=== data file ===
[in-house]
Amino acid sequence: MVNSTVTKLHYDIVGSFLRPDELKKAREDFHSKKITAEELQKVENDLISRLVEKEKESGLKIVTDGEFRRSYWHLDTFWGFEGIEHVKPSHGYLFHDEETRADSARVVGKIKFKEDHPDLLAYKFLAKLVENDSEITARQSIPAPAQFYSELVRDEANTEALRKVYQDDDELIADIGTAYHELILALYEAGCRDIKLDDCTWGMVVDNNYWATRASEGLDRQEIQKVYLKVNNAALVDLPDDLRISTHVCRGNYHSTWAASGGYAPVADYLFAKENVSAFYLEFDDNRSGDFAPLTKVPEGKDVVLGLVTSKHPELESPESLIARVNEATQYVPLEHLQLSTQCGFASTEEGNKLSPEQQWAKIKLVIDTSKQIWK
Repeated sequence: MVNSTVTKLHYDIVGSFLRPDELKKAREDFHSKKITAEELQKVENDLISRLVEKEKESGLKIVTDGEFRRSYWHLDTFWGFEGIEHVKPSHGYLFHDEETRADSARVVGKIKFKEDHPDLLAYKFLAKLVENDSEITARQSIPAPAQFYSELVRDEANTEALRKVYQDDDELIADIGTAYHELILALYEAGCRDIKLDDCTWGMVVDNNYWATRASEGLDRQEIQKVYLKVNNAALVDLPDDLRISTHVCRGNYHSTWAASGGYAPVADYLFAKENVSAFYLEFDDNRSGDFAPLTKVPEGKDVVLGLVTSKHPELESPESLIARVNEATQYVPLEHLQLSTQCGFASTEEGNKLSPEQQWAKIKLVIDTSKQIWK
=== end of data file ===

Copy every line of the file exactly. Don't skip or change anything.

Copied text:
[in-house]
Amino acid sequence: MVNSTVTKLHYDIVGSFLRPDELKKAREDFHSKKITAEELQKVENDLISRLVEKEKESGLKIVTDGEFRRSYWHLDTFWGFEGIEHVKPSHGYLFHDEETRADSARVVGKIKFKEDHPDLLAYKFLAKLVENDSEITARQSIPAPAQFYSELVRDEANTEALRKVYQDDDELIADIGTAYHELILALYEAGCRDIKLDDCTWGMVVDNNYWATRASEGLDRQEIQKVYLKVNNAALVDLPDDLRISTHVCRGNYHSTWAASGGYAPVADYLFAKENVSAFYLEFDDNRSGDFAPLTKVPEGKDVVLGLVTSKHPELESPESLIARVNEATQYVPLEHLQLSTQCGFASTEEGNKLSPEQQWAKIKLVIDTSKQIWK
Repeated sequence: MVNSTVTKLHYDIVGSFLRPDELKKAREDFHSKKITAEELQKVENDLISRLVEKEKESGLKIVTDGEFRRSYWHLDTFWGFEGIEHVKPSHGYLFHDEETRADSARVVGKIKFKEDHPDLLAYKFLAKLVENDSEITARQSIPAPAQFYSELVRDEANTEALRKVYQDDDELIADIGTAYHELILALYEAGCRDIKLDDCTWGMVVDNNYWATRASEGLDRQEIQKVYLKVNNAALVDLPDDLRISTHVCRGNYHSTWAASGGYAPVADYLFAKENVSAFYLEFDDNRSGDFAPLTKVPEGKDVVLGLVTSKHPELESPESLIARVNEATQYVPLEHLQLSTQCGFASTEEGNKLSPEQQWAKIKLVIDTSKQIWK